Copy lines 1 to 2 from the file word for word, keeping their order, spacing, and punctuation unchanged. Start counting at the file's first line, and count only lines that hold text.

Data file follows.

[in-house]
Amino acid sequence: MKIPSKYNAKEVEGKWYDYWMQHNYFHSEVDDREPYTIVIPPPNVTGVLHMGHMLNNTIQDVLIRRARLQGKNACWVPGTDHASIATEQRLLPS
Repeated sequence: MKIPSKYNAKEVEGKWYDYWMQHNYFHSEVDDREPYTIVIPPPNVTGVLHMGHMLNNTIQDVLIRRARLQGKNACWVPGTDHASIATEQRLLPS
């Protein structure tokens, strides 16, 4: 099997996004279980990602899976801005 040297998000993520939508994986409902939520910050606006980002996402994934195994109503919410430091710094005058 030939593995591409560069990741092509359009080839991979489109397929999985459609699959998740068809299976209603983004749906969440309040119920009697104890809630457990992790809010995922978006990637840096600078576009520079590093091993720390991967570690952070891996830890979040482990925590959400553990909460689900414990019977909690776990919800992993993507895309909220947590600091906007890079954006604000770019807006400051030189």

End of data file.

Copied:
[in-house]
Amino acid sequence: MKIPSKYNAKEVEGKWYDYWMQHNYFHSEVDDREPYTIVIPPPNVTGVLHMGHMLNNTIQDVLIRRARLQGKNACWVPGTDHASIATEQRLLPS